The 1883 announcement of Rathdowne and Nicholson streets as future cable tram routes meant an explosion of dense residential development of terrace housing in almost every street north to Park Street. In 1887-8 new cable tram and Inner Circle railway services gave this area perhaps the best access to public transport of any Victorian-era inner Melbourne suburb: rows of shops and residences were built along the tram routes.
At the cable tram terminus in Nicholson Street, adjoining the North Fitzroy Inner Circle railway station, a major shopping centre developed with grand shop rows extending from Macpherson to Park streets. Then at the fringe of suburbia, northern sections of Canning and Drummond Streets were popular for larger, detached late Victorian houses that might have been served by private transport in the form of stabling. The Inner Circle passenger train link to the Melbourne (Princes Bridge) was completed in 1901 and operated until 1948, which explains the popularity of North Carlton in the Edwardian and Interwar eras.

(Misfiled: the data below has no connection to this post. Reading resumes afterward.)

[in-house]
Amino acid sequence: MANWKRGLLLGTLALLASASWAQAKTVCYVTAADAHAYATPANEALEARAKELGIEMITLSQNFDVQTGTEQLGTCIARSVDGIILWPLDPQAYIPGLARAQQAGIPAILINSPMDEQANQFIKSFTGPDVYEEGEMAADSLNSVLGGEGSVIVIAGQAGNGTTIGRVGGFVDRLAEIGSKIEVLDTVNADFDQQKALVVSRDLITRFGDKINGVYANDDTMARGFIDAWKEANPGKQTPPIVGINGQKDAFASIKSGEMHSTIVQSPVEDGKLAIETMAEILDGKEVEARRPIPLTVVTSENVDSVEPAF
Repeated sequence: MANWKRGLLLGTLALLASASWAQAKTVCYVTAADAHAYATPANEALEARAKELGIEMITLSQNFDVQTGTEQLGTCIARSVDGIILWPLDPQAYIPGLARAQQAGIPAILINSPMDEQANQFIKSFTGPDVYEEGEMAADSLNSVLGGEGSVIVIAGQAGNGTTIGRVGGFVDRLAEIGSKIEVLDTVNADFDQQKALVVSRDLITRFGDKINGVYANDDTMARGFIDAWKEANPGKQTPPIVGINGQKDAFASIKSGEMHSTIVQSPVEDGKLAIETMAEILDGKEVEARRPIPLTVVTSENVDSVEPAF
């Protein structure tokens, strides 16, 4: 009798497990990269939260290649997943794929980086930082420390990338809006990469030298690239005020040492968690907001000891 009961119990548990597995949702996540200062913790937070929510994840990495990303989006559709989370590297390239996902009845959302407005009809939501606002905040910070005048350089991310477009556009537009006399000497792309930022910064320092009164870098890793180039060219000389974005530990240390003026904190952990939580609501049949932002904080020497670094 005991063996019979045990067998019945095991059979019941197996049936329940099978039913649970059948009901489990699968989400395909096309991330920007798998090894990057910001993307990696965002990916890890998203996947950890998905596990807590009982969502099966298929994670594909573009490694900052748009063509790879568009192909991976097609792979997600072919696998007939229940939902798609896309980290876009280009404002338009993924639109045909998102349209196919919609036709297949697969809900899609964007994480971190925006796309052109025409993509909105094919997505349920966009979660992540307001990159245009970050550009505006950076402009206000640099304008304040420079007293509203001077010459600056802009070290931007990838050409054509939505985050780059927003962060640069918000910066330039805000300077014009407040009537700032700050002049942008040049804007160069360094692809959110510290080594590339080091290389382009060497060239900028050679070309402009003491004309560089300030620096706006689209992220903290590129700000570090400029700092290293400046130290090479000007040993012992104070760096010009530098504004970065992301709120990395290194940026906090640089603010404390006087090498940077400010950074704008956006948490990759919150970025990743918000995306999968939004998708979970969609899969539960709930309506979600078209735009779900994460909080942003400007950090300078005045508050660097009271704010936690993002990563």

Significant public landscape in the area is both early, in the form of Curtain Square with its Victorian-era residential perimeter, and residual, such as the linear park along the former Inner Circle railway in Park St. Significant street trees include median planting of Drummond St (mature poplars) and Canning St (mature palms alternating with poplars), more recent median planting of exotic trees along the line of the former cable tram route in Rathdowne Street (pin oaks), and the plane trees along the centre of Newry St.
Small front gardens in the dominant terrace housing of the suburb make up most of the private landscape, including typically low and visually transparent iron and masonry fences, ornamental borders to garden beds, and paved paths and verandah floors: all often highly decorative.
These living landscape elements along with the hard landscape of the street and its fittings, such as the stone paving and cast-iron street furniture, reinforce the strong sense of period in the suburb.